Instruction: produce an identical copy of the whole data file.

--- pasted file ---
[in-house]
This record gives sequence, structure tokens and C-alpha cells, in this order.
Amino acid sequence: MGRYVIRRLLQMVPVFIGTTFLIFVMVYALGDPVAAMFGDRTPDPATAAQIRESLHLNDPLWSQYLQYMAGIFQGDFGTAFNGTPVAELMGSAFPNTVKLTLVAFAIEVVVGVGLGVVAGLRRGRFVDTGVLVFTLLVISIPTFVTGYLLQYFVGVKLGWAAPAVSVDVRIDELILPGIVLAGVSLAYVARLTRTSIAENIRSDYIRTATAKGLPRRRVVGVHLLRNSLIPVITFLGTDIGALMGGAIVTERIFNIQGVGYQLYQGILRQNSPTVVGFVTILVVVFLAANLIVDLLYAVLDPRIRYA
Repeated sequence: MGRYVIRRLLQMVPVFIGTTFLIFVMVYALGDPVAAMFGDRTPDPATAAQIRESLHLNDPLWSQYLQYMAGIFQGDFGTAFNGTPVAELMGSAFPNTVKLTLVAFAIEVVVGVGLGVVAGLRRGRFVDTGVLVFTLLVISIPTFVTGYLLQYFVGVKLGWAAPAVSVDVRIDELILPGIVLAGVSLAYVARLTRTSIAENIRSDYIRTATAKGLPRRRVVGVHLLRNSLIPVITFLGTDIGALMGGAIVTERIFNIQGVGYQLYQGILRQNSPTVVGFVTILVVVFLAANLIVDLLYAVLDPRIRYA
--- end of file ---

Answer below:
[in-house]
This record gives sequence, structure tokens and C-alpha cells, in this order.
Amino acid sequence: MGRYVIRRLLQMVPVFIGTTFLIFVMVYALGDPVAAMFGDRTPDPATAAQIRESLHLNDPLWSQYLQYMAGIFQGDFGTAFNGTPVAELMGSAFPNTVKLTLVAFAIEVVVGVGLGVVAGLRRGRFVDTGVLVFTLLVISIPTFVTGYLLQYFVGVKLGWAAPAVSVDVRIDELILPGIVLAGVSLAYVARLTRTSIAENIRSDYIRTATAKGLPRRRVVGVHLLRNSLIPVITFLGTDIGALMGGAIVTERIFNIQGVGYQLYQGILRQNSPTVVGFVTILVVVFLAANLIVDLLYAVLDPRIRYA
Repeated sequence: MGRYVIRRLLQMVPVFIGTTFLIFVMVYALGDPVAAMFGDRTPDPATAAQIRESLHLNDPLWSQYLQYMAGIFQGDFGTAFNGTPVAELMGSAFPNTVKLTLVAFAIEVVVGVGLGVVAGLRRGRFVDTGVLVFTLLVISIPTFVTGYLLQYFVGVKLGWAAPAVSVDVRIDELILPGIVLAGVSLAYVARLTRTSIAENIRSDYIRTATAKGLPRRRVVGVHLLRNSLIPVITFLGTDIGALMGGAIVTERIFNIQGVGYQLYQGILRQNSPTVVGFVTILVVVFLAANLIVDLLYAVLDPRIRYA